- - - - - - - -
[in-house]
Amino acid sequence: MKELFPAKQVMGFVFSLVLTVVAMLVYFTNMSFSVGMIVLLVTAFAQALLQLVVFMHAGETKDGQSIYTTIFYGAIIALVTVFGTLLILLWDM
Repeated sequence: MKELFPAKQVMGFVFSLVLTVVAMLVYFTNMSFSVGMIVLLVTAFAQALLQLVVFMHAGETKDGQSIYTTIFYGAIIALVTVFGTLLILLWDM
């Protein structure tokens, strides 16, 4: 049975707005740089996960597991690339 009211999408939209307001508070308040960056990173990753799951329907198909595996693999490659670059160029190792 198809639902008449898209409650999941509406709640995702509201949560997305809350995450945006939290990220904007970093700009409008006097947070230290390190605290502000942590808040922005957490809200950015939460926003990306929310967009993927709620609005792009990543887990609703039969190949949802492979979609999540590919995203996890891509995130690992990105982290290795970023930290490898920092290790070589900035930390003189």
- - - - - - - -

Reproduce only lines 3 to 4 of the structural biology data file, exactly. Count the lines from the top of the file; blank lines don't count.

Repeated sequence: MKELFPAKQVMGFVFSLVLTVVAMLVYFTNMSFSVGMIVLLVTAFAQALLQLVVFMHAGETKDGQSIYTTIFYGAIIALVTVFGTLLILLWDM
């Protein structure tokens, strides 16, 4: 049975707005740089996960597991690339 009211999408939209307001508070308040960056990173990753799951329907198909595996693999490659670059160029190792 198809639902008449898209409650999941509406709640995702509201949560997305809350995450945006939290990220904007970093700009409008006097947070230290390190605290502000942590808040922005957490809200950015939460926003990306929310967009993927709620609005792009990543887990609703039969190949949802492979979609999540590919995203996890891509995130690992990105982290290795970023930290490898920092290790070589900035930390003189």